I was honoured to be profiled in the August/September 2010 issue of Women’s Post magazine.
You can also download the the article here.
Meet Dianne Carmichael, President of Best Doctors Canada, mother, daughter, Baby Boomer, and member of the Sandwich Generation.
Dianne has had a high-profile career. She began her marketing and sales career with progressively more senior roles at Procter & Gamble (P&G), RJ Reynolds (Nabisco), and Gillette. She spent 15 years in the financial services sector, first building a top-tier private investment management practice, was then VP at TD Waterhouse, and finally was chairman and CEO of Worldsource Wealth Management. There she oversaw four national operations, three reporting presidents, 1500 investment advisors, and $5+ billion in assets.
Then, a personal experience profoundly changed her career direction. Today she is president of Best Doctors Canada and head of Global Marketing, sits on the advisory boards of the Canadian Association of People Centred Health (CAPCH), the Academic Research Collaborative (ARC), and York University’s Department of Health. She is the expert health columnist at Women’s Post.
However, Dianne will tell you that most important to her, she married her high school sweetheart Colin, is the proud mother of Jason and Amanda, and is Marion Leyland’s daughter.
This also firmly wedges her in the middle of what demographers call the Sandwich Generation.
Here is Dianne’s story in her own words…
In 2004 my dad was diagnosed with cancer. I’d had a successful career with lots of high-profile business contacts, yet I have never been so totally unprepared for anything in my life. The responsibility for making life-and -death health decisions was overwhelming. I vowed never to be unprepared again.
During the last three days of Dad’s life, I disconnected from the world and sat by his side 24/7 in a small palliative room focusing on his every breath; on the meaning of life; on what’s truly important. That’s when the epiphany happened.
I didn’t want others to feel alone, scared, and unsure the way my dad and I did, or to be tortured with doubts about their health care decisions. I wanted to make a difference in Canadian health care and to champion for patients.
Enter Best Doctors.
I am now president of an organization that empowers people with knowledge and certainty, and I fulfill my vow to make a difference every day.
Best Doctors, a global organization founded by two professors of medicine at Harvard, is a medical consultancy and advocacy firm providing certainty to members facing profound medical crises. It links seriously ill members and their treating physicians with a community of 50,000 peer-nominated, world-renowned specialists in 450 specialty/subspecialties to confirm the right diagnoses and treatment options, and provides one-on-one personalized support; all without the member having to leave home, the treating physician, or support system. It’s available through employee benefits plans, attached to some insurance products, Visa cards, or directly online.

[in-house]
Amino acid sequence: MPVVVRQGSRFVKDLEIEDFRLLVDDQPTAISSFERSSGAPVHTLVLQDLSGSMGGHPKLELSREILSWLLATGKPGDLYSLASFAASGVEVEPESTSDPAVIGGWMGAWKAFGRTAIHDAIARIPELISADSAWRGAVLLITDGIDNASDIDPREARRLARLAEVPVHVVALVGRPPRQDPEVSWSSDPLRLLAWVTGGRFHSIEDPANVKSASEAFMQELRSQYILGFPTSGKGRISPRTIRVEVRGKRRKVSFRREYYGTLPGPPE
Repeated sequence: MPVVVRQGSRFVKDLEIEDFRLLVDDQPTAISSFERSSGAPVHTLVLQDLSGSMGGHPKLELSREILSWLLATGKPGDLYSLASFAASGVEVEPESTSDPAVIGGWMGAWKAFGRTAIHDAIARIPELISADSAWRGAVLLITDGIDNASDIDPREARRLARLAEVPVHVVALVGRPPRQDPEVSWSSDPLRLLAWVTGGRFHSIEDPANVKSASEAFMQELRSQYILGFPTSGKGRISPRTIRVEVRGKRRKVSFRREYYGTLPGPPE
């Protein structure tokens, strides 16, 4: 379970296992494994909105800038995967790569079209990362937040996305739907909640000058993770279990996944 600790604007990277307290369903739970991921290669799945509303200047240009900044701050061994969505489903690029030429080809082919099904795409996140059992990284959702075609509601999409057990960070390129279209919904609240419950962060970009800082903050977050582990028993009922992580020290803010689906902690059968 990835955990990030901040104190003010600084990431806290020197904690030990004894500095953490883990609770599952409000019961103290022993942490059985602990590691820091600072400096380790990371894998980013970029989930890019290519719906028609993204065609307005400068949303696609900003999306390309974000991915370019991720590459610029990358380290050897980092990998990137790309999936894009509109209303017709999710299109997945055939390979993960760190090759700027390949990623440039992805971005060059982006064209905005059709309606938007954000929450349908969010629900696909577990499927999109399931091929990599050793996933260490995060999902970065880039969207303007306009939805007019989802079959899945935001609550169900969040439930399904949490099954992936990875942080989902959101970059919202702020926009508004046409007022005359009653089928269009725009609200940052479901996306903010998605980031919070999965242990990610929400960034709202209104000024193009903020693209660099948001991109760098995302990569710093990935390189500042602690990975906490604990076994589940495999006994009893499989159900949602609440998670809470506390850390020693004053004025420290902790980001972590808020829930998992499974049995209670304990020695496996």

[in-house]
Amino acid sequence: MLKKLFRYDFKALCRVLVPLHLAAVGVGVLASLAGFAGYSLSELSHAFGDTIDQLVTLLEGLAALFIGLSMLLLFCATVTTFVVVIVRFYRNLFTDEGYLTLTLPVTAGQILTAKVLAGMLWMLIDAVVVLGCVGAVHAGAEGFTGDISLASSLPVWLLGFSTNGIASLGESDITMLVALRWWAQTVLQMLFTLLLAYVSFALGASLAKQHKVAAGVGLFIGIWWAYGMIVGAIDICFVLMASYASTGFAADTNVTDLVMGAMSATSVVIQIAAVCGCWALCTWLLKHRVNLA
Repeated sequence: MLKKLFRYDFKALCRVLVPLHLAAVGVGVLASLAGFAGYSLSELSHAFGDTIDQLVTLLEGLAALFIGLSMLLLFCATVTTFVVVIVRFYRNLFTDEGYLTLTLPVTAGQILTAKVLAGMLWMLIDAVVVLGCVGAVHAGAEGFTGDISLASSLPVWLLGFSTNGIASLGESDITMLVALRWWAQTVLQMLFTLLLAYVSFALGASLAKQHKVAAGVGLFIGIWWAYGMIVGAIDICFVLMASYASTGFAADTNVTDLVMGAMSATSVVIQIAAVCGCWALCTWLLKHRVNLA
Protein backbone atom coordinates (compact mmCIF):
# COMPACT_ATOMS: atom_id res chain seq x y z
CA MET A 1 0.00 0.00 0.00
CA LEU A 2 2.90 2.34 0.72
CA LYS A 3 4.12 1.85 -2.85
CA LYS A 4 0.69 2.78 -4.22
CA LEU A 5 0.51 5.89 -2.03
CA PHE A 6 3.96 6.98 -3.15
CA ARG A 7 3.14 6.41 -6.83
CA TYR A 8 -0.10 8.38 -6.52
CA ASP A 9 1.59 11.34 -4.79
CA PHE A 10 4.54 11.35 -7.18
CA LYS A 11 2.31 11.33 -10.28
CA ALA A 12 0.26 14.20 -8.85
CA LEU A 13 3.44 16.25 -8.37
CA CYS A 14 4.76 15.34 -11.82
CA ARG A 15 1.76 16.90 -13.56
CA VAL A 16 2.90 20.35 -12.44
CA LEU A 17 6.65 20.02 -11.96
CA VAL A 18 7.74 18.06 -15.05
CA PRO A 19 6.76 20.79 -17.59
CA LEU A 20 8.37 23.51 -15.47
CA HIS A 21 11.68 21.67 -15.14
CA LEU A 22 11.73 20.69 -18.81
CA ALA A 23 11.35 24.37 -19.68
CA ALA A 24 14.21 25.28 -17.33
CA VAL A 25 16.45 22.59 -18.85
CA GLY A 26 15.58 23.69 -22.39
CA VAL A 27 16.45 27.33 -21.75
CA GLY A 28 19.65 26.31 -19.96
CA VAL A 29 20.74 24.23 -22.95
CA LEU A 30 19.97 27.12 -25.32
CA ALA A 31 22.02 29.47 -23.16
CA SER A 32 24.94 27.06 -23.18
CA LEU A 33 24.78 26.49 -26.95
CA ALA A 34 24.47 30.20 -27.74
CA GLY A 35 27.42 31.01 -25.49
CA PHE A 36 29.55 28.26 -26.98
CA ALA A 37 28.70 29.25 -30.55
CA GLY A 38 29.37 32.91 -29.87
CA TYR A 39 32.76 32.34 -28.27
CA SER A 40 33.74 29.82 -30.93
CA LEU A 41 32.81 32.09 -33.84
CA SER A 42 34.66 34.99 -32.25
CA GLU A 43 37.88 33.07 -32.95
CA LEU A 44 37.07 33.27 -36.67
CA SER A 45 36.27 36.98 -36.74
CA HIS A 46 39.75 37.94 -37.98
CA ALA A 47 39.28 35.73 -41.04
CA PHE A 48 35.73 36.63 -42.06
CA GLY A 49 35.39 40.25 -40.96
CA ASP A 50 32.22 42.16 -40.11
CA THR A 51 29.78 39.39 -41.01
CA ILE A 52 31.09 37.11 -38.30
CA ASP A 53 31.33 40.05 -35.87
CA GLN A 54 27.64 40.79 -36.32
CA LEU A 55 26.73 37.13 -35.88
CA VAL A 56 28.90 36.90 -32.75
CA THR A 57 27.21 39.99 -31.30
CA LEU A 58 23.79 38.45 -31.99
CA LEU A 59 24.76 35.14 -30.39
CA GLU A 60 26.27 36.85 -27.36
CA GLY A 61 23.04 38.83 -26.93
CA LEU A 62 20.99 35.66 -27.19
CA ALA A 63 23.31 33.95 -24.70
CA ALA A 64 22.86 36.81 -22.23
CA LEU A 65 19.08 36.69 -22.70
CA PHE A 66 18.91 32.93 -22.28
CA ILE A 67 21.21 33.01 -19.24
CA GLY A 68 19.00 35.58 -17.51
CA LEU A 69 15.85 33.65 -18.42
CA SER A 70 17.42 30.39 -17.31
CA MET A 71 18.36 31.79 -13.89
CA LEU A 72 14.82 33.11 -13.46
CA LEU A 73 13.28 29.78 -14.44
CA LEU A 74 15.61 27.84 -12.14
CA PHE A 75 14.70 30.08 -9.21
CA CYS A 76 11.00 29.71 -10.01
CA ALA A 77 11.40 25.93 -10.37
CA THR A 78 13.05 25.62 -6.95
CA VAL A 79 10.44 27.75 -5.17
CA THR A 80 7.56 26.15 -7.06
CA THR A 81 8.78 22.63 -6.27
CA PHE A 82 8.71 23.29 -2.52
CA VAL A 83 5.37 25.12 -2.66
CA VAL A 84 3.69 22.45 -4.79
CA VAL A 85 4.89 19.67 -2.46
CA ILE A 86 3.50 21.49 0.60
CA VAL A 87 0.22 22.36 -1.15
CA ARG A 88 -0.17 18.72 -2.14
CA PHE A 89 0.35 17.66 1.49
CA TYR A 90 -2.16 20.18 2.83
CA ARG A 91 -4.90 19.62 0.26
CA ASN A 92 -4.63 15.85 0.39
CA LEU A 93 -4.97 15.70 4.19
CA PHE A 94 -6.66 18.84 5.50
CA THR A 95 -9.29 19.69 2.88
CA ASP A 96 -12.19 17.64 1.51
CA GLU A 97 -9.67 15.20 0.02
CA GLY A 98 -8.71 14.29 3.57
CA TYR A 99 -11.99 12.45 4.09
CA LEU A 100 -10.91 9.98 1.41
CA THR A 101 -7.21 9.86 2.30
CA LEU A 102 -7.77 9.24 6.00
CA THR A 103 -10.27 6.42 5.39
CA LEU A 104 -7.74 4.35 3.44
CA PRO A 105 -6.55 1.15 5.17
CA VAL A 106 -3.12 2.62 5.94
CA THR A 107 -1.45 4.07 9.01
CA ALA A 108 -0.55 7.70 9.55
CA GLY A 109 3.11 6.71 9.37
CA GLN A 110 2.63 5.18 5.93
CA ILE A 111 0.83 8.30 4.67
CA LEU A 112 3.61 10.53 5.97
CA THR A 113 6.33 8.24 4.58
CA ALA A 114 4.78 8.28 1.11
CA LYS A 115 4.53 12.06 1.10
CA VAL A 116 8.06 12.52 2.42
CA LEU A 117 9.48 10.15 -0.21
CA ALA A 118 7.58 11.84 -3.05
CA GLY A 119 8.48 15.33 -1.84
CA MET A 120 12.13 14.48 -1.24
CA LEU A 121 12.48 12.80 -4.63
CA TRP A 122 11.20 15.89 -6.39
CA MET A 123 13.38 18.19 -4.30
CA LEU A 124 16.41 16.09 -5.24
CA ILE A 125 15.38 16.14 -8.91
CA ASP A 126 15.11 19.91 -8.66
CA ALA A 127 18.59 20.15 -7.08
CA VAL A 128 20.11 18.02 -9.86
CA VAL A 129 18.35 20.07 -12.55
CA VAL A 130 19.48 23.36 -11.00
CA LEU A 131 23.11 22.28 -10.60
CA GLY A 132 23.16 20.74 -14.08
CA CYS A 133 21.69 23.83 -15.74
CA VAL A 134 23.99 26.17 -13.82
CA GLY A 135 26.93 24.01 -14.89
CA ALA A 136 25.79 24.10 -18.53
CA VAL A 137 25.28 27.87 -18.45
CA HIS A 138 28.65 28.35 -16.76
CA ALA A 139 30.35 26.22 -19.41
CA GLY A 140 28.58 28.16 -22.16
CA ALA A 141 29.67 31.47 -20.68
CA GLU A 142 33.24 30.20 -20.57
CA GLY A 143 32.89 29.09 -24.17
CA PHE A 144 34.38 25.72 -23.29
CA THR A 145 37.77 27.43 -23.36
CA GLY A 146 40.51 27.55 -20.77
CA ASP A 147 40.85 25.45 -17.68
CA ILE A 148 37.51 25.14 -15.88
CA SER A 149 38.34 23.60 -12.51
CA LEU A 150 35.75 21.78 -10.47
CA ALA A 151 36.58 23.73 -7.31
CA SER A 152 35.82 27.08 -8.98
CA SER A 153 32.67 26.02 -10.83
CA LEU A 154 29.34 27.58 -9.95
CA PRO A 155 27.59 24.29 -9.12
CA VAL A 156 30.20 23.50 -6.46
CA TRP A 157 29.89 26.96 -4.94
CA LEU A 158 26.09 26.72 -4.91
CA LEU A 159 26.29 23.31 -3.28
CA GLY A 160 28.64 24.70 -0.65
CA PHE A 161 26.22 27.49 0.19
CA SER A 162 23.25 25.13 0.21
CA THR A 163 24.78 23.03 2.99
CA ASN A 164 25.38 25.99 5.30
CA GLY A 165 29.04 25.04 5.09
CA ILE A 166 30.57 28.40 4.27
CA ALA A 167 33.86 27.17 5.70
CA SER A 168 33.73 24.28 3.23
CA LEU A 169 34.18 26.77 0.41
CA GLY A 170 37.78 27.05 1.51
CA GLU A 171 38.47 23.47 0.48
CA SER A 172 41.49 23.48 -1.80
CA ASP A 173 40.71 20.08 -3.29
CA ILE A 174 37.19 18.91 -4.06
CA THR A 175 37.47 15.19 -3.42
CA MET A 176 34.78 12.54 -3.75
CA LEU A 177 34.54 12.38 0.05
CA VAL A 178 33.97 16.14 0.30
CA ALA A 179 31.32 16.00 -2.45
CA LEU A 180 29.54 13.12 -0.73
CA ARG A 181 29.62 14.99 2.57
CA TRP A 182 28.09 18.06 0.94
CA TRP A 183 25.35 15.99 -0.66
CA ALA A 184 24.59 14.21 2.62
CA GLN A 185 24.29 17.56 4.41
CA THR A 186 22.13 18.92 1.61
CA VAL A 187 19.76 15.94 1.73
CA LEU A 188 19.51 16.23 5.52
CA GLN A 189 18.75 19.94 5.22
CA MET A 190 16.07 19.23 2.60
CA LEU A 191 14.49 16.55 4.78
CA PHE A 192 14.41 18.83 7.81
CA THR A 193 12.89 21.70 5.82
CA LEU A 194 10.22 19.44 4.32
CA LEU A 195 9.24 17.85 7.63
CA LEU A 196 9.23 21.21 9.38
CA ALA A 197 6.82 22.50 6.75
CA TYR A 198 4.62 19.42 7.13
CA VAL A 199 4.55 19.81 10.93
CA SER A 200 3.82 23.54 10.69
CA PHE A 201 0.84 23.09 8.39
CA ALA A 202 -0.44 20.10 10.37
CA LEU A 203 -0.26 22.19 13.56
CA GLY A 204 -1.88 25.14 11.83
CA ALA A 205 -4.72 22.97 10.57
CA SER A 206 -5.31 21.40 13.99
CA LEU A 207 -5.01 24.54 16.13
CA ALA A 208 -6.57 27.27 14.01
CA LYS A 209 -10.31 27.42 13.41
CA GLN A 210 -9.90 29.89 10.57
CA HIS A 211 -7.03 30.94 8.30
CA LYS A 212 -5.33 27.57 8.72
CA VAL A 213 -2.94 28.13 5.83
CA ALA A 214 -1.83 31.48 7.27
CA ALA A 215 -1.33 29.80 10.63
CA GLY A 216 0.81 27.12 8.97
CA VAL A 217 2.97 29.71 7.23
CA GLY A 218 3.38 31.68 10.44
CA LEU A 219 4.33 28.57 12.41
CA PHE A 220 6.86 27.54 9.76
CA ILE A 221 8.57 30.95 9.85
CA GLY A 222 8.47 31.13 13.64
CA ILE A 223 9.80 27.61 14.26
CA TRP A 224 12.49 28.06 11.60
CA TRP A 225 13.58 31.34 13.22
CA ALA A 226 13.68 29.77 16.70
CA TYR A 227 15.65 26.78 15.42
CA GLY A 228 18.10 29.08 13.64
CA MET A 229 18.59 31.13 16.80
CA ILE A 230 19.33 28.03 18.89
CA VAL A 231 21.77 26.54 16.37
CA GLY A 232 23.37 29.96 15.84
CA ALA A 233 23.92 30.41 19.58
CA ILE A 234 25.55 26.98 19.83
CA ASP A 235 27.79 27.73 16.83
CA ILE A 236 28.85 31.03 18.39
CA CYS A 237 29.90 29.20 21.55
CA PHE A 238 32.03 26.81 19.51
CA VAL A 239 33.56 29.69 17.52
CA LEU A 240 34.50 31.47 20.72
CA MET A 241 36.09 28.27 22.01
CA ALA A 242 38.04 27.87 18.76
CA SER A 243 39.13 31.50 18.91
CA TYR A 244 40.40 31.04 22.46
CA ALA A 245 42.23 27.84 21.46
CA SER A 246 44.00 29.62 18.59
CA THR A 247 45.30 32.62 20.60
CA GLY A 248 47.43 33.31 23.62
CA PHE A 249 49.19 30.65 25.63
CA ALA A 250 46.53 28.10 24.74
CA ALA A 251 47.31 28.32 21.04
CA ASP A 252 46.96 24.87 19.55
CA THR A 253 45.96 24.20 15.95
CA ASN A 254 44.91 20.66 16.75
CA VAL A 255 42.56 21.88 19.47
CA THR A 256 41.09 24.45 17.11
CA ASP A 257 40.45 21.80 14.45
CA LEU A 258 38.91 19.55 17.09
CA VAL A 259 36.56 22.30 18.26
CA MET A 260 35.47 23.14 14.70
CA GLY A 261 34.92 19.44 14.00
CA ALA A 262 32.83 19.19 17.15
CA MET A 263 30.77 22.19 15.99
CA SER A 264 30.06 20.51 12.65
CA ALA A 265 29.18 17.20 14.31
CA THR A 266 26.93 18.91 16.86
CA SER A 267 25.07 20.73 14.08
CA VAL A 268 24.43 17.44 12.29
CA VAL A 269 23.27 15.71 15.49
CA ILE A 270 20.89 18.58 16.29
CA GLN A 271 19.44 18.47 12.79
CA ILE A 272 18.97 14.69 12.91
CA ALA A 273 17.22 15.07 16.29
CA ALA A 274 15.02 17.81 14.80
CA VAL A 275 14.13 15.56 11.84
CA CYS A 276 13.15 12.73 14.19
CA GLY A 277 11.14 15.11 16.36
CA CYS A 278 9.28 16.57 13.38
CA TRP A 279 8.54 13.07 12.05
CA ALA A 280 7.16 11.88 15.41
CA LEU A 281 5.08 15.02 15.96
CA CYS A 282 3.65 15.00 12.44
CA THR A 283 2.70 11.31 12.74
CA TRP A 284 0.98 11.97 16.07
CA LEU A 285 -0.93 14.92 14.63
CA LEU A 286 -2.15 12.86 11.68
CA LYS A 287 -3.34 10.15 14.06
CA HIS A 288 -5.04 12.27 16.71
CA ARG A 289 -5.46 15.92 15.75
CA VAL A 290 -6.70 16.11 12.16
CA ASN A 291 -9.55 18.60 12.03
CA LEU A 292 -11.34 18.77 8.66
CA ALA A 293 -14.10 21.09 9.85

I’m proud of our universal health care system, which provides equal access to every Canadian. But I know, with a growing and ageing population, that our system is overburdened. I worry about my children, my parents, and my husband. I worry about everyone faced with illness.
Last summer we faced another health crisis, this time with my Mom. It reinforced my decision. My mother is an amazing role model. She truly pioneered the way for women in business – a model who rose to become president of Max Factor and later Revlon – all at a time when few women reached the top echelons of the corporate world. She has participated in international think-tanks, advising governments on issues like free trade. She won the cosmetic industry’s “Award of Merit” for exemplary contribution to industry and community. She is brilliant, beautiful, and successful. A mentor to my kids, she’s the coolest 75-year-old grandmother on the planet. She’s our hero. And last year we might have lost her.
After being overcome and hospitalized with severe, blinding abdominal pain and fever, she was faced with one of those life-and-death decisions: “Mrs. Leyland, results are inconclusive. I believe you have cancer. As your gynecological surgeon, I’ve scheduled urgent surgery to remove your ovaries and bowel. You’ll require a permanent colostomy bag and eight weeks recovery. However, the chief of surgery believes you should be released on a 10-day course of antibiotics to ‘wait and see.’ What would you like to do?”
She’d been asked to decide between Door #1 and Door #2. How is a patient equipped to make a decision like that? Enter Best Doctors and Door #3. Mom was treated by one of the top gynecological surgeons in the world, right here in Toronto, with minimally invasive laparoscopic surgery, leaving her bowel intact. Incidentally, had she chosen Door #2 – going home – she might very well not be with us today; necrotizing tissue would rapidly have caused major infection.
My daughter Amanda is a recent McGill graduate beginning her sales career at Xerox. She is focused, driven, and competitive – things honed playing university hockey, and perhaps a little to do with genetics. Coaching – about life and business – will be more important than ever for her future. Thankfully, her grandmother will continue to be a big part of that.